Catamorphism-based program transformations for non-strict functional languages

Németh, László (2000) Catamorphism-based program transformations for non-strict functional languages. PhD thesis, University of Glasgow.

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In functional languages intermediate data structures are often used as glue to connect
separate parts of a program together. These intermediate data structures are useful because
they allow modularity, but they are also a cause of inefficiency: each element need to be
allocated, to be examined, and to be deallocated.
Warm fusion is a program transformation technique which aims to eliminate intermediate
data structures. Functions in a program are first transformed into the so called build-cata
form, then fused via a one-step rewrite rule, the cata-build rule. In the process of the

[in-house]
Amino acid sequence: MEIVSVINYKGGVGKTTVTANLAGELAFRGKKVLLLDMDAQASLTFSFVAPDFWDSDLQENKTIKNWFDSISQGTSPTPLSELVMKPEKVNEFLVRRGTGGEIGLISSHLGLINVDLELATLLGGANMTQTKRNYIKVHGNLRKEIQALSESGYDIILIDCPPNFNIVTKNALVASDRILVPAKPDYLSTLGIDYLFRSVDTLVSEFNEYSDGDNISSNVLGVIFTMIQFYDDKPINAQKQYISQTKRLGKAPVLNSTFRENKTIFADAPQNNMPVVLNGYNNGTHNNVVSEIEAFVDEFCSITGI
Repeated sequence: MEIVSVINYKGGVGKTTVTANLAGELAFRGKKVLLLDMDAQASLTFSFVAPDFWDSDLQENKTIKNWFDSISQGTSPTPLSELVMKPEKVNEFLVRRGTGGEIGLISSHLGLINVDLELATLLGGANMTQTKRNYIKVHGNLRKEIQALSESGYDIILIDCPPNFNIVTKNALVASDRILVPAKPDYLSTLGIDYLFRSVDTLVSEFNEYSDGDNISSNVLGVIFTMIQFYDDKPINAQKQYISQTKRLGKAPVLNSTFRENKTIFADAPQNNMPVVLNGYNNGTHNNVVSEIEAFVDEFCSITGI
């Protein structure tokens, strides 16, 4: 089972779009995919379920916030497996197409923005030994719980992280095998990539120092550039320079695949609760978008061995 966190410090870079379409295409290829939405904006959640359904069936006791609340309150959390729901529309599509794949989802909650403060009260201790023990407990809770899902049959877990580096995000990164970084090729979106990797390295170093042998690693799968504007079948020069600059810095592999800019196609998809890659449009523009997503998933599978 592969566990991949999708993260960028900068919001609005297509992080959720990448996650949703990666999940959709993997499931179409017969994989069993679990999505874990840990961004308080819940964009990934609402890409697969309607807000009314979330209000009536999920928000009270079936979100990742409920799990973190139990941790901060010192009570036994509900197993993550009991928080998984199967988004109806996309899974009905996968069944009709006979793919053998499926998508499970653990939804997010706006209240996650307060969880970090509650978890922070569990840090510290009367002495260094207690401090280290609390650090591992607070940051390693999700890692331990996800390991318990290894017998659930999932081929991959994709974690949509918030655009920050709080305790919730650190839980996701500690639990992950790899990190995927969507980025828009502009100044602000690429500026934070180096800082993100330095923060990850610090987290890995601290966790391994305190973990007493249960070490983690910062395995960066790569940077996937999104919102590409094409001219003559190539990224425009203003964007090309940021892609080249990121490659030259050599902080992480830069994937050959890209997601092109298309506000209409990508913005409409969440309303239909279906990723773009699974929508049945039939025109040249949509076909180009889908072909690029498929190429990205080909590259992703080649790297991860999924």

transformation to build-cata form we attempt to replace explicit recursion with a fixed
pattern of recursion (catamorphism).
We analyse in detail the problem of removing - possibly mutually recursive sets of -
polynomial datatypes.
Wehave implemented the warm fusion method in the Glasgow Haskell Compiler, which has
allowed practical feedback. One important conclusion is that catamorphisms and fusion
in general deserve a more prominent role in the compilation process. We give a detailed
measurement of our implementation on a suite of real application programs.

Item Type: Thesis (PhD)
Qualification Level: Doctoral
Subjects: Q Science > QA Mathematics > QA75 Electronic computers. Computer science
Colleges/Schools: College of Science and Engineering > School of Computing Science
Supervisor's Name: Peyton-Jones, Prof. S.
Date of Award: 2000
Depositing User: Mrs Marie Cairney
Unique ID: glathesis:2000-4612
Copyright: Copyright of this thesis is held by the author.
Date Deposited: 03 Oct 2013 11:03
Last Modified: 03 Oct 2013 11:59

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